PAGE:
Tech lingo can be overwhelming to the untrained ear. More so if there is extensive work to be done with a developer, which means you will be hearing more tech lingo, more frequently than normal.
It’s likely that the terms such as “back end”, “full stack”, and “container” are being thrown around, and you’re stuck in the middle, busting your brain to remember it all.
If it is a case where you are working closely with developers, then chances are you will eventually catch on to the terms. But why not speed up the process?
Below we discuss some of the most common, if not confusing terms you should know when working with developers.
Front End and Back End, Knowing the Difference
If you find that you’re scratching your head trying to define the front end and back end of a website and coming up short, don’t be too hard on yourself. The truth is that the difference between them isn’t always clear.
The front end, sometimes referred to as the “client side”, can also be referred to as “web design”, which involves everything users see when they stumble on a site, including HTML and CSS languages. A common job associated with the front end is the job of a web designer, who, obviously, designs websites. This, however, can be tricky.
Depending on the particular company, the term “web designer” can suggest something quite different. The aim here is to give a general idea of what “front end” is referring to under regular circumstances. And that is everything users see when they log onto a website.
Also known as the “server side”, the back end refers to how the site works, updates and changes. In other words, everything users can’t see in the browser; think databases and servers.
People who work on the back end are called programmers or developers. As opposed to a web designer, their biggest concerns are security, structure and content management. They will be familiar with languages such as HTML and CSS, but under normal circumstances will have no reason to draw on those skills.
The idea of back-end development is to have a site that is dynamic, meaning updated and constantly changing in real time. This is the case for most websites. Examples of dynamic sites are blogs, Google Maps or Facebook. A dynamic site requires a database in order for all the information, such as user profiles, images, and blog posts, to be uploaded while the site remains functional.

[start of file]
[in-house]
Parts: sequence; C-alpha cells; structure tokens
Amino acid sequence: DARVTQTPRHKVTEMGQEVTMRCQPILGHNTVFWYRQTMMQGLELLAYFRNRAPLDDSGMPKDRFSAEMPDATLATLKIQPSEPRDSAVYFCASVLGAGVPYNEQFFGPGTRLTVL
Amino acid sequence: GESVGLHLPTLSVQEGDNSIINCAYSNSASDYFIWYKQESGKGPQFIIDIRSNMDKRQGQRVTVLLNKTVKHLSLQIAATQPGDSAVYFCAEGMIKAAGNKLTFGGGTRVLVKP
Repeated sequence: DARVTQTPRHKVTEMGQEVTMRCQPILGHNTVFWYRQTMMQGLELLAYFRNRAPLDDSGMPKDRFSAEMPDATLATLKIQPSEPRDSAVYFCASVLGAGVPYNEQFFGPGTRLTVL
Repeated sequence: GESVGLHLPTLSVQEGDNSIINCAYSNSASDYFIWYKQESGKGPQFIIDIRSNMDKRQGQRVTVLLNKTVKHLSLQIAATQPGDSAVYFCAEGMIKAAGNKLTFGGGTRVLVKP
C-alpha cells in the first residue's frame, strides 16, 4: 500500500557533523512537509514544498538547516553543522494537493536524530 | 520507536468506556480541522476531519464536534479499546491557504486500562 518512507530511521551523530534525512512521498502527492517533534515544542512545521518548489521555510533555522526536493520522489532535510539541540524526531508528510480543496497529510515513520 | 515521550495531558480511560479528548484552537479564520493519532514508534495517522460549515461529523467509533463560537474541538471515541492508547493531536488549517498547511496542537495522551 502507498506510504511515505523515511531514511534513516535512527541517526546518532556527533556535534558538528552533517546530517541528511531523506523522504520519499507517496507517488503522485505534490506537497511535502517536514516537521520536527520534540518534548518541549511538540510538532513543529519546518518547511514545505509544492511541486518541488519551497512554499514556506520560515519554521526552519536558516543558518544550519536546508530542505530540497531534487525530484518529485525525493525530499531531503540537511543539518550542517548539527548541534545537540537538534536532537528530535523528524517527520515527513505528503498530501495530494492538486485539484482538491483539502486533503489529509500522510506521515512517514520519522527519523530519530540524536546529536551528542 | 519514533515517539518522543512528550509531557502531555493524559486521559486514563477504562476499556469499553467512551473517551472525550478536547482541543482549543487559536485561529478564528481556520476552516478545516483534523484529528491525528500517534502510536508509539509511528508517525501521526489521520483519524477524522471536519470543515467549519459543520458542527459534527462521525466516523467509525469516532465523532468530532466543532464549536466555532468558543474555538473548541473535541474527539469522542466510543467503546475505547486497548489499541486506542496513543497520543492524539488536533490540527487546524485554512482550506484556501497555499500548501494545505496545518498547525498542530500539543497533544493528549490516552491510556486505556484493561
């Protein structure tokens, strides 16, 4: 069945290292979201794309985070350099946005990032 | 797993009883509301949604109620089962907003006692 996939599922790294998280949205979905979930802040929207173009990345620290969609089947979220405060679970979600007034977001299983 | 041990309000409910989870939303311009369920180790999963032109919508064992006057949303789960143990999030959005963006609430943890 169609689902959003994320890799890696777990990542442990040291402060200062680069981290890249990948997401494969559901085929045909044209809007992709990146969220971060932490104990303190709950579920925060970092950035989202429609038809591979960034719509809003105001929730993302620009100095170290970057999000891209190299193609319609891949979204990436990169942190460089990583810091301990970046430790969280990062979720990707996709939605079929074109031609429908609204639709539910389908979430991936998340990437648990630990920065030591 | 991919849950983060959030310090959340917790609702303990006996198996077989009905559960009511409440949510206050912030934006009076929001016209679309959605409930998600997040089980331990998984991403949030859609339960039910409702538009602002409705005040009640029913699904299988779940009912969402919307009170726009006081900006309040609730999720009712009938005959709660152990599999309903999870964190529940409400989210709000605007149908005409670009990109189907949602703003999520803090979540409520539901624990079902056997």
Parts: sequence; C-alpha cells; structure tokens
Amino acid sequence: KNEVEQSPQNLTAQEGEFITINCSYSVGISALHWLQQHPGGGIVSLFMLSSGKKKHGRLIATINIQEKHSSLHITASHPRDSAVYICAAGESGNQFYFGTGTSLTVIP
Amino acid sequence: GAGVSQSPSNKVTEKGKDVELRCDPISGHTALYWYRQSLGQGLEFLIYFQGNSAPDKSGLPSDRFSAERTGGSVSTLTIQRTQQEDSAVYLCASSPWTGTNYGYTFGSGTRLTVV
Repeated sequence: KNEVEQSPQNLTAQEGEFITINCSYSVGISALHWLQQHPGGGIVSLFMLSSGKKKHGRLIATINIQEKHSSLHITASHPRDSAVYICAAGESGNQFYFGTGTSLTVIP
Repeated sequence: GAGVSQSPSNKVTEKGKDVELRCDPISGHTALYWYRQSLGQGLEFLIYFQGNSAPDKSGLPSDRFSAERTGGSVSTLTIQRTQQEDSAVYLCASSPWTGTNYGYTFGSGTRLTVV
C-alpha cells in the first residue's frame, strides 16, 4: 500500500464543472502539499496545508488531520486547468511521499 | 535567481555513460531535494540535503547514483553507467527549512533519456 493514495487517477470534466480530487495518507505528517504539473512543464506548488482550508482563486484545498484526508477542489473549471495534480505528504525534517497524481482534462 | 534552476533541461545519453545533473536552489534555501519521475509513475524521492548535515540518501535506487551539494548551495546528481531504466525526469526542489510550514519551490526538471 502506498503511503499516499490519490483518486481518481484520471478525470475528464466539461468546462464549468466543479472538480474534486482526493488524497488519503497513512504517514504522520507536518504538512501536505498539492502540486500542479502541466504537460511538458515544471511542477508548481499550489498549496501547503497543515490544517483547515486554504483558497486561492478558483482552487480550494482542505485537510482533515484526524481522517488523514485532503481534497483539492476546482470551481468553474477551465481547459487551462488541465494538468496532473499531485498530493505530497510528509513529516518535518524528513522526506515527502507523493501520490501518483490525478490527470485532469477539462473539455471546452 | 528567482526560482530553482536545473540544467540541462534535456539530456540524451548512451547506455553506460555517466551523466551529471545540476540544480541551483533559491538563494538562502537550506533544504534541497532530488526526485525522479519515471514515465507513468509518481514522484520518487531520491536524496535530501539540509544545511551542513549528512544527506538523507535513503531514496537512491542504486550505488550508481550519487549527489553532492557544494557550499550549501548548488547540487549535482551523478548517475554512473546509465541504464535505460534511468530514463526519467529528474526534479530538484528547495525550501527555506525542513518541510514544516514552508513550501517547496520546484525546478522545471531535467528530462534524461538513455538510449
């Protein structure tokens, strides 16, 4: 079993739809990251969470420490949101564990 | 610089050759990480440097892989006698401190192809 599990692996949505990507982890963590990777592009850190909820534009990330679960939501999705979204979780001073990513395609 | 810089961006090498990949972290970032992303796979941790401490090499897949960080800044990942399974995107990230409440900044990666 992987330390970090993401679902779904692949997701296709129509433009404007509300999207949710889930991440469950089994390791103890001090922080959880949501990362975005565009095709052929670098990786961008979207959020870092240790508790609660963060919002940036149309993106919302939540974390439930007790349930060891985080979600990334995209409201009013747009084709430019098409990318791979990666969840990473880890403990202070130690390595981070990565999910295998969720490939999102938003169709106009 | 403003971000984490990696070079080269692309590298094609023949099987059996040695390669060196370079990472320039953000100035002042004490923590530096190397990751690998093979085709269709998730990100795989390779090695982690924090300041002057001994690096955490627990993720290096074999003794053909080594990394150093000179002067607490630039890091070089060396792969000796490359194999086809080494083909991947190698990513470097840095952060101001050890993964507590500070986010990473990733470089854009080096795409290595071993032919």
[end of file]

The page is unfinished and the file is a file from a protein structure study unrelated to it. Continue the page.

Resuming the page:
Web developers work with languages such as PHP or .Net, as these are languages the database recognises. By writing this code, they are able to communicate with the server which then tells the browser what to use from the database.
Due to the nature of a developer’s work, there are times they will be required to move software from one computing environment to another. For example, from a staging environment into production, or from a developer’s laptop to a test environment. This software must not only be moved to a different computing environment, but must also run reliably. This is where containers provide a solution. But exactly how do containers help?
Containers consist of an entire run-time environment, meaning an application including all of its dependencies, binaries, and all configuration needed to run it. All this is fitted into one package. In a nutshell, by containerising the application platform and its dependencies, you eliminate worries such as the differences in OS distributions and underlying infrastructure.
Hypertext Markup Language (HTML), for example, represents the content, and also uses paragraph tags (
) to determine how many paragraphs a page will have. Words that appear between tags represent the content shown on a web page. HTML consists of markup symbols and text that specify what is displayed on the web page as well as what elements belong together.
So, one might say HTML is more about the structure of a website. Well, structure is all good and dandy, but it will take more than that to make a website something special. This is where Cascading Style Sheets comes into the picture, allowing developers to specify how a site looks in terms of, for example, its styles and colours.